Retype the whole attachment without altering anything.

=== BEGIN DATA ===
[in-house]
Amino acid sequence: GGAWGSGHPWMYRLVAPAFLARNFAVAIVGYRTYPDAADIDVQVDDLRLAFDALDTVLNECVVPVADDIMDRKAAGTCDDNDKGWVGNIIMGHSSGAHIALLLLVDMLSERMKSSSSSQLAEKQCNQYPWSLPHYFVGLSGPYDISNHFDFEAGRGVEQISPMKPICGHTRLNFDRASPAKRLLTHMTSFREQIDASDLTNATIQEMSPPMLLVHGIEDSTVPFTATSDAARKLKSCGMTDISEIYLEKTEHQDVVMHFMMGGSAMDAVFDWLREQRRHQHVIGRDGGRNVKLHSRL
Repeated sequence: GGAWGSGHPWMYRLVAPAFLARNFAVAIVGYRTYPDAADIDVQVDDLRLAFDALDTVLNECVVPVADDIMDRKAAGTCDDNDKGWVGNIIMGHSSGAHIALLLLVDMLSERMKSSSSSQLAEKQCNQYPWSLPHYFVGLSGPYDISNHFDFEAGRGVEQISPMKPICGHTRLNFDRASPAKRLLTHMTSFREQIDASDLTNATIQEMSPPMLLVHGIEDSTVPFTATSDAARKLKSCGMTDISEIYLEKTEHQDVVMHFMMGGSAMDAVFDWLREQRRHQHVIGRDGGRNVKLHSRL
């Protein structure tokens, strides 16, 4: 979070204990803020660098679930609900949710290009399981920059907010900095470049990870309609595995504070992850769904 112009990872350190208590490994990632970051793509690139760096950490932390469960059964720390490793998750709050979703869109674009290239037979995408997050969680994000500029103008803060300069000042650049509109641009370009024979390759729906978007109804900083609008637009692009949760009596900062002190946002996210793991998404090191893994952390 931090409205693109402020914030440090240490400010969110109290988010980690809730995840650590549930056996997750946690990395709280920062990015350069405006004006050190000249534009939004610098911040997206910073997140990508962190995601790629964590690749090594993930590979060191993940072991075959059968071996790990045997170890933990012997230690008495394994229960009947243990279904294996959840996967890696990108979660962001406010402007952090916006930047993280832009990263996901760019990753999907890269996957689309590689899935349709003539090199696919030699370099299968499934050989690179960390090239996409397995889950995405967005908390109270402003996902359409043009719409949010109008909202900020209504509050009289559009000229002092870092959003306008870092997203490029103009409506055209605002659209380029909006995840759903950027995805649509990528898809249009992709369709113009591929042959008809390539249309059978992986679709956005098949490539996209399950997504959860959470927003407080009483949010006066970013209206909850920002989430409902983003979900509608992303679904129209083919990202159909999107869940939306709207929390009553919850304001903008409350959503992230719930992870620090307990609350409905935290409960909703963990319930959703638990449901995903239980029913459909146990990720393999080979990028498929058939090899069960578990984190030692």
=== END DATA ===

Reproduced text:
[in-house]
Amino acid sequence: GGAWGSGHPWMYRLVAPAFLARNFAVAIVGYRTYPDAADIDVQVDDLRLAFDALDTVLNECVVPVADDIMDRKAAGTCDDNDKGWVGNIIMGHSSGAHIALLLLVDMLSERMKSSSSSQLAEKQCNQYPWSLPHYFVGLSGPYDISNHFDFEAGRGVEQISPMKPICGHTRLNFDRASPAKRLLTHMTSFREQIDASDLTNATIQEMSPPMLLVHGIEDSTVPFTATSDAARKLKSCGMTDISEIYLEKTEHQDVVMHFMMGGSAMDAVFDWLREQRRHQHVIGRDGGRNVKLHSRL
Repeated sequence: GGAWGSGHPWMYRLVAPAFLARNFAVAIVGYRTYPDAADIDVQVDDLRLAFDALDTVLNECVVPVADDIMDRKAAGTCDDNDKGWVGNIIMGHSSGAHIALLLLVDMLSERMKSSSSSQLAEKQCNQYPWSLPHYFVGLSGPYDISNHFDFEAGRGVEQISPMKPICGHTRLNFDRASPAKRLLTHMTSFREQIDASDLTNATIQEMSPPMLLVHGIEDSTVPFTATSDAARKLKSCGMTDISEIYLEKTEHQDVVMHFMMGGSAMDAVFDWLREQRRHQHVIGRDGGRNVKLHSRL
């Protein structure tokens, strides 16, 4: 979070204990803020660098679930609900949710290009399981920059907010900095470049990870309609595995504070992850769904 112009990872350190208590490994990632970051793509690139760096950490932390469960059964720390490793998750709050979703869109674009290239037979995408997050969680994000500029103008803060300069000042650049509109641009370009024979390759729906978007109804900083609008637009692009949760009596900062002190946002996210793991998404090191893994952390 931090409205693109402020914030440090240490400010969110109290988010980690809730995840650590549930056996997750946690990395709280920062990015350069405006004006050190000249534009939004610098911040997206910073997140990508962190995601790629964590690749090594993930590979060191993940072991075959059968071996790990045997170890933990012997230690008495394994229960009947243990279904294996959840996967890696990108979660962001406010402007952090916006930047993280832009990263996901760019990753999907890269996957689309590689899935349709003539090199696919030699370099299968499934050989690179960390090239996409397995889950995405967005908390109270402003996902359409043009719409949010109008909202900020209504509050009289559009000229002092870092959003306008870092997203490029103009409506055209605002659209380029909006995840759903950027995805649509990528898809249009992709369709113009591929042959008809390539249309059978992986679709956005098949490539996209399950997504959860959470927003407080009483949010006066970013209206909850920002989430409902983003979900509608992303679904129209083919990202159909999107869940939306709207929390009553919850304001903008409350959503992230719930992870620090307990609350409905935290409960909703963990319930959703638990449901995903239980029913459909146990990720393999080979990028498929058939090899069960578990984190030692």